Climate change was meant to be a central plank of the US Democrat Party’s plan to unseat Trump in next year’s presidential election. Instead, there is broad agreement – even among the left-leaning media – that climate change turned into a train wreck for would-be candidates in last week’s debates. Robinson Meyer at The Atlantic, for example, laments that:
“The moderators asked some simplistic questions, and—more important—the candidates gave poor answers. And in a broader sense, Democrats still seem unsure of how to talk about climate change. It’s clearly one of the party’s biggest animating issues, but what kind of problem is it?”
The would-be candidates either waffled or confused combatting climate change with a growth-based industrial policy centred on non-renewable renewable energy-harvesting technologies. Justin Worland at Time was even more brutal:
“If you want to understand just how badly climate change was handled in the Democratic debates, start by looking at a good answer on another subject.
“When former HUD Secretary Julián Castro was asked about immigration during the first night of this week’s debates, he went full force… [his] answer had it all: a bold policy proposal, specific facts about the law, a good understanding of where your rivals stand, a reference to recent news, an emotional connection and finally a moral or ethical claim for your position.
“When the subject turned to climate change, however, none of the candidates managed to pull that off — including Washington Gov. Jay Inslee and former Texas Rep. Beto O’Rourke, who have made it a centerpiece of their campaigns, and former Vice President Joe Biden and Massachusetts Sen. Elizabeth Warren, who have put forward aggressive proposals as well.
“By and large, they didn’t even come close, with answers that were either evasive, meandering or dry. Climate change was a subject at the debate, but it was not a subject of debate.”
Unsurprisingly, the Democrat party’s opponents add climate change to a list of policy areas where they have alienated the majority of the American public. This, however, may be unfair; since no politician, anywhere on the planet, has a solution to climate change that stands a prayer of getting them elected.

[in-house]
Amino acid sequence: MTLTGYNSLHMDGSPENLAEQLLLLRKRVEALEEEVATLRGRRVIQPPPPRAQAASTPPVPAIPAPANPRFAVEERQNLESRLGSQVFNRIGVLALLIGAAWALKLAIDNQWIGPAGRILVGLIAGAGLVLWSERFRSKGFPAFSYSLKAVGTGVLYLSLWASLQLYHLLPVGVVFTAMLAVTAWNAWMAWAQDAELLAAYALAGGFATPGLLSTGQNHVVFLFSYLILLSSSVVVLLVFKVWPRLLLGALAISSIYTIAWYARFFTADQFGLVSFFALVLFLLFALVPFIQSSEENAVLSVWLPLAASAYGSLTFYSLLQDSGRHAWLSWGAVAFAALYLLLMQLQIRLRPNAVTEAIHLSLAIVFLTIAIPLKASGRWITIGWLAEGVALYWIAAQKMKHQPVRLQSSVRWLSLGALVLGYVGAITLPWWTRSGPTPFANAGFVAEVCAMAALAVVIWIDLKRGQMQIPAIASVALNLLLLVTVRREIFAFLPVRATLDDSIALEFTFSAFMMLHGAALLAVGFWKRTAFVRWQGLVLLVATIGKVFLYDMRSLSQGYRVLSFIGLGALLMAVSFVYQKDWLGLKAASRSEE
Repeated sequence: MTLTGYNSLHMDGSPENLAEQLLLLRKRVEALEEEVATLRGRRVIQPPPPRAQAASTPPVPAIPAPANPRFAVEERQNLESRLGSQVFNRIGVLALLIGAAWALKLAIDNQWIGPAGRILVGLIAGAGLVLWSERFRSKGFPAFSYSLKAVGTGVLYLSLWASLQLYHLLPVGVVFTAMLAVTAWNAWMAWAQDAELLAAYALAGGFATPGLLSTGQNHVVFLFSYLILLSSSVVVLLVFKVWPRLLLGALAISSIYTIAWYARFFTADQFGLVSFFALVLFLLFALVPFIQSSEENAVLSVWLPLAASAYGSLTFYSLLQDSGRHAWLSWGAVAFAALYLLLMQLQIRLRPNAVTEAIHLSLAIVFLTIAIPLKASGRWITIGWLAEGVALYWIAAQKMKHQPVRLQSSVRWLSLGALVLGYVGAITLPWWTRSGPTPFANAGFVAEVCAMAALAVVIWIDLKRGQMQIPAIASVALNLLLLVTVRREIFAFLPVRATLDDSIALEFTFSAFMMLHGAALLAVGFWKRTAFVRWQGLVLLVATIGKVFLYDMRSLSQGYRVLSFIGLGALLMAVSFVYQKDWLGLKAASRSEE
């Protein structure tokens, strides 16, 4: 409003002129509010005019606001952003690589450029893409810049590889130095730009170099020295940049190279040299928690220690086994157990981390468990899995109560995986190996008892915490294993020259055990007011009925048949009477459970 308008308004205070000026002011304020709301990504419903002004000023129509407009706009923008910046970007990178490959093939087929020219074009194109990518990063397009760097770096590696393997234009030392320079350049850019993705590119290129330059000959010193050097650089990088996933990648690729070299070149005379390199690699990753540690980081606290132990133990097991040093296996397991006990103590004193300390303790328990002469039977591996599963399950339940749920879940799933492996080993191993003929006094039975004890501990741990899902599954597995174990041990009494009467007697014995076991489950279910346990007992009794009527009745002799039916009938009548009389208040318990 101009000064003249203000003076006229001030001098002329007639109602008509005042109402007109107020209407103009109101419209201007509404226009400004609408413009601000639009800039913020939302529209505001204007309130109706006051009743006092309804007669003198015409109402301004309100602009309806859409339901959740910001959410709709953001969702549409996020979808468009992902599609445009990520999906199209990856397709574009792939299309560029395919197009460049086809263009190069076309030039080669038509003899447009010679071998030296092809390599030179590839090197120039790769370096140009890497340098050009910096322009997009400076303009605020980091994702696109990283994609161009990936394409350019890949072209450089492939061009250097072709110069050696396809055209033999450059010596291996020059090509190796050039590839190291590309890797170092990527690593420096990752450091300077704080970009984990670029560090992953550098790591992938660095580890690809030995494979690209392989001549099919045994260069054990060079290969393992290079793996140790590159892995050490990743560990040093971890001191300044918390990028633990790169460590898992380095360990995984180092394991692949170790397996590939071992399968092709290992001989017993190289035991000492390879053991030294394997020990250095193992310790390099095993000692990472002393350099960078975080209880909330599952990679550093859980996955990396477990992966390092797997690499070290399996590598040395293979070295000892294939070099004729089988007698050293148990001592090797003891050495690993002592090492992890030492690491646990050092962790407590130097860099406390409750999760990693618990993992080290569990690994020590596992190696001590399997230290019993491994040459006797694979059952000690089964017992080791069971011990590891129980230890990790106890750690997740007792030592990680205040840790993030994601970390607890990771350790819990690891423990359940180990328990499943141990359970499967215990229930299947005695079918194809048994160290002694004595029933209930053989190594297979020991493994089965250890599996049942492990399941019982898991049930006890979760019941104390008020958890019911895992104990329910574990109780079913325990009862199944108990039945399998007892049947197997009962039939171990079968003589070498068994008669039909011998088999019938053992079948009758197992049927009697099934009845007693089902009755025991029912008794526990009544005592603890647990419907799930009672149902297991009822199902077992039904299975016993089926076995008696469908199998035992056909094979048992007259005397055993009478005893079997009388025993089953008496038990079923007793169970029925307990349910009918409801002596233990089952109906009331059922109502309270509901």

Running against the climate change denying Trump allows Democrat politicians to take the moral high ground in the same way as Angela Merkel has done in Europe over the last decade, or how Theresa May did at last week’s G20 summit. Look more closely, however, and you discover that both Germany and the UK have done little beyond deploying wind turbines that still have to be backed up with large volumes of fossil fuels – in Merkel’s case, with the dirtiest lignite (brown) coal; because of her insane 2011 decision to close Germany’s nuclear power stations because she feared a tsunami.
Both the UK and the EU’s plans for reaching net (i.e. paying someone else to offset our carbon) zero carbon are based on a large amount of hopium and yet-to-be-invented technologies which allow us to continue to engage in destructive fossil fuel-based economic growth on the promise that someone will figure out how to remove our greenhouse gases from the atmosphere sometime in the future. And that is the most forward-thinking plan for tackling what they have come to call a “climate emergency.”
The stumbling block, of course, is that infamous statement by George HW Bush: “The American way of life is not open to negotiation.” For the rest of us, that simply means that solving climate change cannot take precedence over business as usual. As one of our local politicians here in Wales put it:
“It was the thankless and tireless campaigning by thousands of young climate activists coupled with pressure and support from my party, Plaid Cymru, that led the Welsh Government to declare a climate emergency last month.
“But when the Labour First Minister, Mark Drakeford AM, said that he did not think declaring a climate emergency ‘represented a sharp difference in policy’, alarm bells rang. Doesn’t he and his Government realise that the whole purpose of declaring a climate emergency is to recognise that the status-quo is not sustainable?
“Declaring a climate emergency must mean more than rebranding existing policies.Take the Government’s recently published A Low Carbon Wales paper, for example. The vast majority of the promises in that paper already existed. They weren’t new policies, per se. Many of the document’s commitments begin with various caveats including, ‘We will be consulting on…’, ‘We envisage…’, ‘We will consult on…’ and so on.
“This doesn’t sound very urgent to me.”